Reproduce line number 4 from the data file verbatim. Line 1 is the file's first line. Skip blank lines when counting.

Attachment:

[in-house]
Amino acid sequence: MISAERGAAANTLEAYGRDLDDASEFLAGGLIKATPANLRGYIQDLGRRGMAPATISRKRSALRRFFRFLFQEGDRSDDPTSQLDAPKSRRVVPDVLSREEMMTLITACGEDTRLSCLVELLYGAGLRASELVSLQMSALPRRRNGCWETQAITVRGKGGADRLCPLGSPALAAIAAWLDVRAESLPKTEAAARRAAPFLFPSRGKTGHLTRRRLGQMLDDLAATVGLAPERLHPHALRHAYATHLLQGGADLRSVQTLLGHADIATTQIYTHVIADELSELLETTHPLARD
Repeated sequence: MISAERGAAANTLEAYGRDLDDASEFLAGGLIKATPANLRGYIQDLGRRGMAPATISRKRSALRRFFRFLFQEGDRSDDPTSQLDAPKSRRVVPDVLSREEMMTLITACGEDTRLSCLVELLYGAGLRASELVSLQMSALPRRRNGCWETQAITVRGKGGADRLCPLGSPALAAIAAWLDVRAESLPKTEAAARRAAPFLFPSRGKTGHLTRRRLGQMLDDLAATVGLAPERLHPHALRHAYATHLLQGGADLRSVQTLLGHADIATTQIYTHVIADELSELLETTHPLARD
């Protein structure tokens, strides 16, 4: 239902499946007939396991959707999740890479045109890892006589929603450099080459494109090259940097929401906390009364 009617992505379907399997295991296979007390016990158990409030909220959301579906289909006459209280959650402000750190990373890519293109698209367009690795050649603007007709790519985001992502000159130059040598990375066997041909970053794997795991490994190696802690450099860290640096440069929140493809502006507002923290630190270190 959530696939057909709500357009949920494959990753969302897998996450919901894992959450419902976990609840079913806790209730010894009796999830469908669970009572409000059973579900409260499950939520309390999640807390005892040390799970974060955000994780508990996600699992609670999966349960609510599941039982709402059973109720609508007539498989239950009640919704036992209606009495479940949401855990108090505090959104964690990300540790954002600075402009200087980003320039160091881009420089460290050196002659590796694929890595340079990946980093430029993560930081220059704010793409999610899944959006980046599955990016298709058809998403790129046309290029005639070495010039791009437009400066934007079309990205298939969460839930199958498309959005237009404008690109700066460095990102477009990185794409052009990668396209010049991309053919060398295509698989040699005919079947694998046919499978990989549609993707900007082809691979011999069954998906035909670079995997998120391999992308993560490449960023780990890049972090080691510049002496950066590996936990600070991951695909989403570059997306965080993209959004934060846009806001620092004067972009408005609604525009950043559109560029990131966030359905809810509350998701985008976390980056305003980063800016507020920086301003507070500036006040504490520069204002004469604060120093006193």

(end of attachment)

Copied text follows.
């Protein structure tokens, strides 16, 4: 239902499946007939396991959707999740890479045109890892006589929603450099080459494109090259940097929401906390009364 009617992505379907399997295991296979007390016990158990409030909220959301579906289909006459209280959650402000750190990373890519293109698209367009690795050649603007007709790519985001992502000159130059040598990375066997041909970053794997795991490994190696802690450099860290640096440069929140493809502006507002923290630190270190 959530696939057909709500357009949920494959990753969302897998996450919901894992959450419902976990609840079913806790209730010894009796999830469908669970009572409000059973579900409260499950939520309390999640807390005892040390799970974060955000994780508990996600699992609670999966349960609510599941039982709402059973109720609508007539498989239950009640919704036992209606009495479940949401855990108090505090959104964690990300540790954002600075402009200087980003320039160091881009420089460290050196002659590796694929890595340079990946980093430029993560930081220059704010793409999610899944959006980046599955990016298709058809998403790129046309290029005639070495010039791009437009400066934007079309990205298939969460839930199958498309959005237009404008690109700066460095990102477009990185794409052009990668396209010049991309053919060398295509698989040699005919079947694998046919499978990989549609993707900007082809691979011999069954998906035909670079995997998120391999992308993560490449960023780990890049972090080691510049002496950066590996936990600070991951695909989403570059997306965080993209959004934060846009806001620092004067972009408005609604525009950043559109560029990131966030359905809810509350998701985008976390980056305003980063800016507020920086301003507070500036006040504490520069204002004469604060120093006193």